While it’s strikingly similar to the English expression, “You’re known by the company you keep,” I found the translation of the Italian especially powerful.  There’s something more pointed about the idea that the people with whom I surround myself reveals something larger about who I am as a person.  I can only hope so because about a week or so later, I spent an incredible day in San Francisco with two people whom I not only admire and respect, but also really like.

André Eidskrem and Karen Floyd were kind enough to treat me to a taste of Europe with visits to the Royal Norwegian Consul General, Hilde Janne Skorpen and Spain Tech Center Director, Christian Prada.  Again, I marveled at the insightful questions and the immediate grasp of two things:  1) Who we surround yourself with matters; and 2) we don’t pay nearly enough attention to number 1.  Whether you’re a CEO of a Norwegian company, founder of a Spanish tech start-up, or just trying to spread the word about the power of peers and peer advantage.  We’re all far more effective when we surround ourselves with great people – people who will support us when we ask, challenge us when we need it, and provide a perspective that offers a new way of thinking or a new way forward.

As I reflect on the past year, I think about all the amazing people I’ve met who have already made my life richer.   I hope the company I keep, as the Italian expression suggests, is the truest reflection of who I am as a person.  Next time you look in the mirror, rather than look at your reflection, turn around and take stock of the people in your life.  Make this the reflection that matters most and it will change your life for the better.

 

 

 

Jonathan and Cultural Legacy

Meet Jonathan the Husky, the mascot for the University of Connecticut.  He’s an enduring and evolving symbol, named in honor of the last colonel and the first governor of the “Constitution State.”  There’s a costumed version and an actual canine.  I’ll leave it to you to guess which one is standing with me in this photo taken at last night’s game – an exhibition between the 2016-2017 edition of the UCONN women’s basketball team and Indiana University of Pennsylvania (IUP).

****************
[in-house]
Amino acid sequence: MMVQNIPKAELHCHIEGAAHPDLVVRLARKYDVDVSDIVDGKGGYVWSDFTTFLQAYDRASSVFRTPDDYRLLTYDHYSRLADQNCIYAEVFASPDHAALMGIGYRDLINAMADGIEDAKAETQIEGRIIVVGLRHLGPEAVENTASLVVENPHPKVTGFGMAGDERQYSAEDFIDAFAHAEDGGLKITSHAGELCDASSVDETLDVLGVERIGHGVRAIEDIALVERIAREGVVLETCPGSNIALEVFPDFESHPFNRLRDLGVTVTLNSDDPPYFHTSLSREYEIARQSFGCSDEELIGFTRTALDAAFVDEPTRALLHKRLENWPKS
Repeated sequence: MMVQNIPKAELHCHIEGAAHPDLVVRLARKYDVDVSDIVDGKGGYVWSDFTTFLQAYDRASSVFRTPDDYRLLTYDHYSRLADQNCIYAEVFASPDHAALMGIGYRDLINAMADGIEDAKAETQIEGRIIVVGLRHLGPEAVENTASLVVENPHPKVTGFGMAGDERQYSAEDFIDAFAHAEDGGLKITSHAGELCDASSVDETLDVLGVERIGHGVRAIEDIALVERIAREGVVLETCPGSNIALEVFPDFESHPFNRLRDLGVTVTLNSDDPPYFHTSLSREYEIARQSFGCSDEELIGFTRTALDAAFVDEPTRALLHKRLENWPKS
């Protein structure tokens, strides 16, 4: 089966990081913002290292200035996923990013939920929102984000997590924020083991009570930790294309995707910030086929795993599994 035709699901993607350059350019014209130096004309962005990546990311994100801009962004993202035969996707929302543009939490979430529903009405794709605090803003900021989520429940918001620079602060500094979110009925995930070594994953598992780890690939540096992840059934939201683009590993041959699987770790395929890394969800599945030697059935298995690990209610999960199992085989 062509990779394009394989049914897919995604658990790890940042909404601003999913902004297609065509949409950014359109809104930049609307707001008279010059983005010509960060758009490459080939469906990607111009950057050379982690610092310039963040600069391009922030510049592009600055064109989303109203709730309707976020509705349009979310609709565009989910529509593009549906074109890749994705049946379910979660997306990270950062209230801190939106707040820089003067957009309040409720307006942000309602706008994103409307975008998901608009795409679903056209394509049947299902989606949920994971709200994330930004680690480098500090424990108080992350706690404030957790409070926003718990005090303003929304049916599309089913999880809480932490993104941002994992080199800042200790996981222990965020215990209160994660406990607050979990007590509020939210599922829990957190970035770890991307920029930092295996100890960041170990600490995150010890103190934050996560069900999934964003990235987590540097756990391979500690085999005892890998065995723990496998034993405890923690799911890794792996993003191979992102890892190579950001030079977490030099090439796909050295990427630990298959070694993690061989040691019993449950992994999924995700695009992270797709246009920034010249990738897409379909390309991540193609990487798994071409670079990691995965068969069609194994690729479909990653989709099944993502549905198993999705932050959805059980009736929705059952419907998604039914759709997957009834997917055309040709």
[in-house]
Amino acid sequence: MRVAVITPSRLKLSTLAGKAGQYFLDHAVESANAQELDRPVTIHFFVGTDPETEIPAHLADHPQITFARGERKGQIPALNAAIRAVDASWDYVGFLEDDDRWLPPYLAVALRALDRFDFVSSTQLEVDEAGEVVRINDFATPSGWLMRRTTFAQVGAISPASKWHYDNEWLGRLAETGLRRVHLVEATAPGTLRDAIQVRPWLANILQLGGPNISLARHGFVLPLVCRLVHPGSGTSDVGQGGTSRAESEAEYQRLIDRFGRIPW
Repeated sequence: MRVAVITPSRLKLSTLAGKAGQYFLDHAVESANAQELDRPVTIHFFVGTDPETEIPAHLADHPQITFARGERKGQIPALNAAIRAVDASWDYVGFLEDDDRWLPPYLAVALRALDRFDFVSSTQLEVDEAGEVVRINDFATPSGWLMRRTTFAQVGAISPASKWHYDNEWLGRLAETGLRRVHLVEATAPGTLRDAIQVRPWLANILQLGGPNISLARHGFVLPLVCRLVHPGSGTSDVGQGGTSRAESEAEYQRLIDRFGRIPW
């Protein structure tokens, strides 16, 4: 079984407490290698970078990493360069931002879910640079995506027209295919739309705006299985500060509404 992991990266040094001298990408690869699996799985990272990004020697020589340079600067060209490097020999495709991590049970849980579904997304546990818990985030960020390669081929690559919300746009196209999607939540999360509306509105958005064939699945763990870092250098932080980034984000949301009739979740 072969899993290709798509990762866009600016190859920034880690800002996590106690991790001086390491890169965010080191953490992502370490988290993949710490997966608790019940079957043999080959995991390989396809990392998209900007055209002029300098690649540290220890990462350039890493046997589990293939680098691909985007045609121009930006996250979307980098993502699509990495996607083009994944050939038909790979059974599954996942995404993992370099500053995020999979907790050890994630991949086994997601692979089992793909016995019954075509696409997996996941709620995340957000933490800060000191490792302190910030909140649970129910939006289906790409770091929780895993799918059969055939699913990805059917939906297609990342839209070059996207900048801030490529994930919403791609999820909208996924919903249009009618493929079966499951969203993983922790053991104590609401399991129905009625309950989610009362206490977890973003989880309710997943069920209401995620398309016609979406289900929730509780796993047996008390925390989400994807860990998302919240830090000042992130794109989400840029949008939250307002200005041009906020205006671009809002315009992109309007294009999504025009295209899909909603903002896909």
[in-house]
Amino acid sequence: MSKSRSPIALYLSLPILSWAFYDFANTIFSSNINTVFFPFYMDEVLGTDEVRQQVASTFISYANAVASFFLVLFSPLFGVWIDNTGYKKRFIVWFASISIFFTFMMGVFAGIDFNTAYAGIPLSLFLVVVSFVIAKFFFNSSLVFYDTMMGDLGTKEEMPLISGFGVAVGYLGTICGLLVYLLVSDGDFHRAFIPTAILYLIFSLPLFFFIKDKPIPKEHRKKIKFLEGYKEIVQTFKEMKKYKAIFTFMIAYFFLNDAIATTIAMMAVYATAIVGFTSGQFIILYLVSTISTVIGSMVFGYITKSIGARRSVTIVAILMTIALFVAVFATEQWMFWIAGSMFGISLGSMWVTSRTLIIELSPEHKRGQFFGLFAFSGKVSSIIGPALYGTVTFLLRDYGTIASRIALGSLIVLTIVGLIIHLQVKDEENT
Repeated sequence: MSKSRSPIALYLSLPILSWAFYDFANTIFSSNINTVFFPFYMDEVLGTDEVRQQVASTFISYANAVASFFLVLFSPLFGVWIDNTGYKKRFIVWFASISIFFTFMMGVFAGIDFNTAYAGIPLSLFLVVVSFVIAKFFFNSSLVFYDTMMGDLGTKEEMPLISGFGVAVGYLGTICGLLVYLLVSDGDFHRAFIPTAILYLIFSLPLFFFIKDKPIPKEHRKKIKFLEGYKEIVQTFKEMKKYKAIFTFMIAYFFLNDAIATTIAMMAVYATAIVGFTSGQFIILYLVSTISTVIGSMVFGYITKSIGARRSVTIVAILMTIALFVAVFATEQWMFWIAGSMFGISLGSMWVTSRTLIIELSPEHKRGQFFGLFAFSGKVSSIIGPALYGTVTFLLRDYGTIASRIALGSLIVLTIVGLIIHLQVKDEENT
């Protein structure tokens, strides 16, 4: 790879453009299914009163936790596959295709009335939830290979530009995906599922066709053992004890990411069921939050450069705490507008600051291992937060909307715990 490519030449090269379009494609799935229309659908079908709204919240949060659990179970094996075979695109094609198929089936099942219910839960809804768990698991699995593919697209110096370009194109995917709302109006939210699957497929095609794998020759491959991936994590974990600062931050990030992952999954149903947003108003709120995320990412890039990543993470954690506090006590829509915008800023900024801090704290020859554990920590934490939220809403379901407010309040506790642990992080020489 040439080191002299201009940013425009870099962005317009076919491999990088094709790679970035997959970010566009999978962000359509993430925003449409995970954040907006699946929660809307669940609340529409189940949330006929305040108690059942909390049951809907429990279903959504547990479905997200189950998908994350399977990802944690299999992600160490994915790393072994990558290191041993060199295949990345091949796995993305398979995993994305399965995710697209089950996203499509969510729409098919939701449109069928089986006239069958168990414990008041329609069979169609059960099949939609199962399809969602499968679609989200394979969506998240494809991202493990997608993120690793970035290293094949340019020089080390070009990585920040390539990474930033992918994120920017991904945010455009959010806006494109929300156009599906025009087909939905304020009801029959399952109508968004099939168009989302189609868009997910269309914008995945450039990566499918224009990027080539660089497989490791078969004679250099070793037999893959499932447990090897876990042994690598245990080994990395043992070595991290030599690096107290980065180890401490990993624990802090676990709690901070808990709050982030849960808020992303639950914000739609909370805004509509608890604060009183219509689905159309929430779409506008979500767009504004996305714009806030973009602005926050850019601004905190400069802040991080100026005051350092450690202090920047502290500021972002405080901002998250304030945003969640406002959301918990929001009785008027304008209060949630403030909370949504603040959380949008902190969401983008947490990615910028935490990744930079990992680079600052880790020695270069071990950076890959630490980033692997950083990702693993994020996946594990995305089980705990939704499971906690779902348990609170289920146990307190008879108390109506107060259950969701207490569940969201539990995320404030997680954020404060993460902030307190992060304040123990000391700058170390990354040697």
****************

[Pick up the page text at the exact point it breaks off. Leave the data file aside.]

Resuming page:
My interest in attending the game was to see firsthand how a team that lost its top three players, who also happened to be the top three picks in the WNBA draft, would reassemble itself for this upcoming season.  With the leaders of last year’s team gone, who would step up this year?   While it’s way too early to tell, it may turn out that there’s no natural go-to player, so much as they play as a jazz ensemble that features a different solo performer each and every night.  (A scary thought if you’re tasked with preparing to play them).

You might also argue (as I do) that last year’s stars Breanna Stewart, Morgan Tuck and Moriah Jefferson may have graduated, but they are ever present.  The peer-to-peer culture that these players learned from those who came before them, lives on in the team who stepped on the floor last night.   They played with an energy, excitement and athleticism that showcased their own personality, and yet at the same time, they were strengthened by the cultural legacy that makes Connecticut uniquely Connecticut.  Turns out, UCONN received a pre-season AP ranking of #3 in the country.  Rebuilding year?  Doesn’t look like it.

Last night’s game score was 111-39.  Buckle-up for the 2016-2017 installment of UCONN women’s basketball.  Join Jonathan and me for as many games as you can!

How's This For Optimizing?

In The Power of Peers: How the Company You Keep Drives Leadership Growth & Success, we outline four ways we typically engage others.  We connect, network, optimize and accelerate.  We defined optimize in terms of what happens when peers work together toward a common goal – when they chase perfection in the pursuit of excellence.  During my recent trip to Washington, DC and the National Gallery of Art, I never thought I’d discover one of the most remarkable examples of optimizing I could have ever imagined.